PHILADELPHIA - How does a blind person find what to "watch" on a TV with 200 channels and 46,000 video-on-demand choices of movies, shows, and clips? Tom Wlodkowski, a blind executive at Comcast Corp., thinks he has the answer: a talking TV channel guide.
PHILADELPHIA — How does a blind person find what to “watch” on a TV with 200 channels and 46,000 video-on-demand choices of movies, shows, and clips? Tom Wlodkowski, a blind executive at Comcast Corp., thinks he has the answer: a talking TV channel guide.
“The television is not strictly as visual a medium as you might think,” said David Goldfield, a computer technology instructor at the Associated Services for the Blind and Visually Impaired. “Radio drama in the U.S. is more or less dead. If you are blind and you want a good story, you’re still going to get it on television.”
Comcast expects the talking guide to come with its next-generation X2 platform in 2014. The cable giant demonstrated the talking guide this year at a California technology conference and at the cable-TV-industry trade show in Washington.
Comcast also market-tested the guide with 20 average-Joe-type sight-impaired individuals in Philadelphia, arranged by the Associated Services for the Blind and Visually Impaired.
The interactive, cloud-based guide — the current voice is a woman, but users eventually could choose the voice, as they can with a ring tone — responds to buttons the person pushes.
This is part of a year-old project at Comcast to make the company’s products more accessible to customers with disabilities. Wlodkowski has an “accessibility” team and will soon have a lab in the Comcast Center in Philadelphia.
Comcast isn’t doing this just to reach out to the nation’s 1.3 million blind individuals who fear being left behind as popular culture and media go digital on the Internet and TV.
The Twenty-First Century Communications and Accessibility Act of 2010, passed on the 20-year anniversary of the Americans With Disabilities Act, is forcing technology companies to integrate accessibility functions into products. It’s believed that, in three years, talking interfaces will have to come with TV products.
Wlodkowski thinks he also can drive business. People with disabilities account for $200 billion in discretionary spending power, and catering to their needs, he believes, can boost brand loyalty.
“We will meet the requirements of the law, but we also believe there can be innovation,” he said.
Wlodkowski is looking to develop products that could help older Americans “age in place” through the Xfinity home products, which now include home security.
Generally, technology companies — with the exception of Apple Inc. — have received poor marks in the selling of blind-friendly products.
“We see it as a civil right, and we see manufacturers embracing accessibility way too slowly,” Lauren McLarney, government affairs specialist at the National Federation of the Blind, said of consumer electronics and technology companies. Comcast’s talking guide sounds “worthwhile,” but she hasn’t seen it.
The association offers a channel guide by ZIP code called “newsline” that last year was accessed 600,000 times.
Before the talking guide, Wlodkowski said, he would have to recognize Matt Lauer’s voice at NBC or Anderson Cooper on CNN. He also memorized channel numbers. But most times, he had no idea what was on the channel.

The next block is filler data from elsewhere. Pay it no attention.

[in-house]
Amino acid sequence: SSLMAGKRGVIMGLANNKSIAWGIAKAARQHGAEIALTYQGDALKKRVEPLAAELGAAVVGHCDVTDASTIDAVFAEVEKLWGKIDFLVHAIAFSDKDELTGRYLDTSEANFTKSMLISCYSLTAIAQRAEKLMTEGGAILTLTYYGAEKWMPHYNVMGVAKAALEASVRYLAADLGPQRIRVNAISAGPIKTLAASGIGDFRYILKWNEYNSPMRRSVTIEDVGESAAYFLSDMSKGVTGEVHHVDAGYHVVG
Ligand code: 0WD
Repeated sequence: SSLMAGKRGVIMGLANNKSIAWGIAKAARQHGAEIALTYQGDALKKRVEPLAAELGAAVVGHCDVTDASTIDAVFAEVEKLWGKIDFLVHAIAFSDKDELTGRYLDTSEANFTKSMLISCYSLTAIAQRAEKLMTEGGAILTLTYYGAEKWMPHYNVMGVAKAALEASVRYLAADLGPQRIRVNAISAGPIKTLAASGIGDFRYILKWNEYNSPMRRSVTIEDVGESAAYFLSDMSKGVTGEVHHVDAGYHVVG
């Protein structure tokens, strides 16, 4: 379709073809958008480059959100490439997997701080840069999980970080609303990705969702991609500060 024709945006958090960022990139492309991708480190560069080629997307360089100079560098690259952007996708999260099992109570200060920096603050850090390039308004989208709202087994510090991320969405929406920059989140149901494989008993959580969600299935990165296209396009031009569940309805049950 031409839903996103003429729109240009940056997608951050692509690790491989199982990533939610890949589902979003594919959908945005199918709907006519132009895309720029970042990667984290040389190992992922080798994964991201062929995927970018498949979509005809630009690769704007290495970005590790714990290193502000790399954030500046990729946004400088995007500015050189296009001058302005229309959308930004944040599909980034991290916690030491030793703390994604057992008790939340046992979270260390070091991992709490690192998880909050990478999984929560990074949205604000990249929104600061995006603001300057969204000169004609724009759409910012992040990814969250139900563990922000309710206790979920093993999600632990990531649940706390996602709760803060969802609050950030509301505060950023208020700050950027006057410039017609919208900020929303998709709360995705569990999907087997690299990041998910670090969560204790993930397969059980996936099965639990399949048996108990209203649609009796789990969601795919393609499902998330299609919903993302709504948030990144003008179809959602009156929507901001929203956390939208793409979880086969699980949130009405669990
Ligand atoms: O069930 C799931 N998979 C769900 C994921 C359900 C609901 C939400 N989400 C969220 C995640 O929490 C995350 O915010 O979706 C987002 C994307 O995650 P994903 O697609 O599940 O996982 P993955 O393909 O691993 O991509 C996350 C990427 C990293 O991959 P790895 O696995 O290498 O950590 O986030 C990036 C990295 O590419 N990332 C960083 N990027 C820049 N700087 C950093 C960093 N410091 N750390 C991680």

“The only way I could navigate TV before,” Wlodkowski said, “was to go up and down the channels and listen until I found something that I liked.”
Recently, he was fiddling with a talking TV guide and stumbled on “Brady Bunch” reruns. “They still syndicate that? Wow,” he said.
Formerly with AOL Inc., Wlodkowski is the vice president of accessibility and said his team at Comcast had four goals:
—To seek information from disabled customers about what they need and how they interact with Comcast’s products.
—To integrate functionality into products so they can be more easily used by disabled subscribers.
—To introduce specific products, such as the talking guide.
—To enhance customer service for disabled subscribers.
Wlodkowski, who was born blind, was raised in Southington, Conn., with three older brothers. His parents insisted on a regular childhood. He rode a bike in the neighborhood, skied with a guide, and marched in the marching band (he beat the snare drum).
His most popular sitcom was “Cheers” because, he said, “it was relatively easy to follow. When Norm walked in, everybody said, ‘Hi, Norm.’ ”
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He attended Boston College, majoring in communications. His first media job was with WGBH, the public broadcasting station in Boston. While there, Wlodkowski developed, with a federal grant from the Department of Education, a prototype of a talking TV interface. It was never commercialized.
Wlodkowski said he was happy to be back in a city with mass transit. His wife, Michele, and 15-year-old son, Colin, will relocate from Virginia, and he intends to buy a suburban home near a rail line.
One challenging experience in Philadelphia has been mastering the elevators at the sky-high Comcast Center. There are more than 30 elevators, and some go only to certain floors.
“Catching the elevator in this place,” Wlodkowski said, “is an art that I don’t think I have figured out.”
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